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Keyword: ‘airpulp’

Airpulp

May 14, 2011 13 comments

Anyone who has known me for any length of time will be able to tell you that I’m a plane geek. Specifically, a vintage plane geek. More specifically still, a 30s and 40s plane geek. I can bore the pants off anyone with trivia about obscure WWII fighters like the Commonwealth Boomerang and lost designs like the Grumman Skyrocket. If the Westland Whirlwind had been fitted with Merlin engines instead of those wimpy Peregrines, would the Mosquito have even flown? After all, the Whirlwind would have been exactly what de Havilland did with the Hornet a few years later. All right, I’m stopping. I can hear your eyes glazing over even at this distance.

I suppose it was inevitable. For one thing I grew up in 60s Britain, where films and comics bombarded a whole generation of boys with heroic images of WWII. Commando Comics, 633 Squadron, The Battle of Britain, The Guns of Navarone, Where Eagles Dare, The Longest Day, the list goes on and on. Add to that the seemingly endless Saturday-morning TV reruns of The Dam Busters and the wartime exploits of John Wayne, and it’s no surprise that I spent much of my youth running around the playground shouting things like “achtung, Spitfeuer!” and “squadron scramble!” I knew with an absolute certainty that if I couldn’t grow up to be the pilot of Thunderbird 1, I wanted to fly Spitfires.

Added to that, I was an airline brat. My parents met at a BOAC staff dance in the 50s, and my dad continued to work at Heathrow (or “on the airport” as we in the know liked to say) until the 70s merger that created British Airways. By the age of seven I had been around the world twice, with a surprising number of legs flown on planes with actual propellors. I knew a Boeing 707 from a de Havilland Comet from a Lockheed Constellation from a Bristol Britannia from a Vickers Viscount, and thought the clean-winged, high-tailed Vickers VC-10 was quite the most beautiful plane ever built.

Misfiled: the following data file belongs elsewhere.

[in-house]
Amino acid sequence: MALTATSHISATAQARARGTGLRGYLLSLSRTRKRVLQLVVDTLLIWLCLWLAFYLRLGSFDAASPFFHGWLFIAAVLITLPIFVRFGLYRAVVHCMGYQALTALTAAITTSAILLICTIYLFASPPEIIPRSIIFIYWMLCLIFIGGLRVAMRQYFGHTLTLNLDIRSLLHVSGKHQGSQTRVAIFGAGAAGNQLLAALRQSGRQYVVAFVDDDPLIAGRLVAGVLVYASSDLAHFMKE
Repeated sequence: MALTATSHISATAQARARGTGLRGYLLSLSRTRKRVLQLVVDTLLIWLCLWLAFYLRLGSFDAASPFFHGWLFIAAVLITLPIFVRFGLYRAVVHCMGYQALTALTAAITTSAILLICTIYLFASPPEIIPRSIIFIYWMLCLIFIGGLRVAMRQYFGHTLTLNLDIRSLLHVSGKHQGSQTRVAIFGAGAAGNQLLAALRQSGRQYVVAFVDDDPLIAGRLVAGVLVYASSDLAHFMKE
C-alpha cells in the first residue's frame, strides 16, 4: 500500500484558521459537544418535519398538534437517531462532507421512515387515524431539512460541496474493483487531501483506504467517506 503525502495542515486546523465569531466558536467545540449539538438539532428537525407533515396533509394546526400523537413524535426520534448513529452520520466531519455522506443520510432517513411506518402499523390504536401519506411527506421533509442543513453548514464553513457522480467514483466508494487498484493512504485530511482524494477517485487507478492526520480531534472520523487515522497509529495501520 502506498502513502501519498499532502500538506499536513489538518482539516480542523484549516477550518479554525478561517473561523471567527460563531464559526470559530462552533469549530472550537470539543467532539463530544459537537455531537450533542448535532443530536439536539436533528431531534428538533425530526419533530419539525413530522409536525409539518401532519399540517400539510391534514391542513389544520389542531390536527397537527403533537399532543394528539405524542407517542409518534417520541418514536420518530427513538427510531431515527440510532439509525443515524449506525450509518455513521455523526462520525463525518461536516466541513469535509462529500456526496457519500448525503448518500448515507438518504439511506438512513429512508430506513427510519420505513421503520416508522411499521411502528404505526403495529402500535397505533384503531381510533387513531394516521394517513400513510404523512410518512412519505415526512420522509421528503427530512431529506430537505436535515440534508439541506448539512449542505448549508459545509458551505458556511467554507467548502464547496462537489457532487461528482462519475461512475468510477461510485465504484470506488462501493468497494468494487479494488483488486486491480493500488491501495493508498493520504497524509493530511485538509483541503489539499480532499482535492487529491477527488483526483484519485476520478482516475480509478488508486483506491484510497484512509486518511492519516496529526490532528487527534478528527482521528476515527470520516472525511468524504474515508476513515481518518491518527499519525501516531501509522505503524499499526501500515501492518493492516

At school, my art teacher needed the patience of a saint, and not just because I couldn’t draw to save my life. I taught myself to draw the planes from my extensive collection of Airfix models – but only from the side, by copying the outlines in the painting guides. I worked them into every assignment, no matter how much I had to twist and turn. “Home from Abroad” – probably intended to get us to draw happy holidaymakers coming back from the Costa del Package Tour or the far corners of the Commonwealth – ended up as a night-time shot of a Lancaster coming in with one engine on fire, from a rigid side view.

One of the most treasured comments from my English teacher was “you follow very closely the style of professional writers of this kind of story,” affixed to a – though I do say so myself – fairly tense and atmospheric few pages about an RAF fighter squadron in the Blitz waiting for the order to scramble. “The Storm” became about an Australian bush pilot fighting to land his elderly DC-3 on a tiny Pacific island in the teeth of a cyclone. And on and on and on.

I tell people I cried when I learned that the RAF no longer flew Spitfires. I don’t remember if that’s literally true, but my obsession abated a little as I entered my teens. The Farnborough Air Show was still a regular birthday outing, but I found the world was full of other intriguing things like archaeology, progressive rock, beer, girls, amateur dramatics – with girls – and later, roleplaying games. But I still couldn’t be kept out of an aircraft museum and to this day the sight of a World War II plane in the air brings a tear to my eye. Even watching the Battle of Britain Memorial Flight go over Buck House for the Royal Wedding did it. A couple of my classmates went into the RAF – one even flew for my boyhood heroes the Red Arrows – but in my heart I knew I was far too attached to my own opinions to last long in a military environment. I spent three soul-crushing years as a bank clerk and went to college to study archaeology before my urge to write reasserted itself and I ended up in the games industry.

As a game designer and writer, I still gravitate toward vintage aviation in general and World War II in particular. At MicroProse UK I hung models of a Mustang and a Thunderbolt over my desk as part of a hearts-and-minds campaign to support my endless stream of proposals for a WWII title. It didn’t work. I spent hours – in the name of research, honest – playing Aces of the Pacific and Aces Over Europe, and wrote plaintive letters to Dynamix, the developers, begging for a job. That didn’t work either. Although I wasn’t an official member of the development team for the game that became Microsoft Fighter Ace, I bombarded the modelers with source material and minor corrections. I even came up with the title, something of which I remain absurdly proud.

Along the way, I watched Disney’s Tale Spin and countless old air movies like Only Angels Have Wings. I enjoyed Crimson Skies immensely, although I thought it would have been better if the planes had been a little less fanciful. There are plenty of cool designs that never made it into production and service, after all. Sky Captain and the World of Tomorrow remains a guilty pleasure, though again I would have preferred to see Cap in something like a Grumman Skyrocket instead of his standard P-40. It was good enough for the Blackhawk Squadron.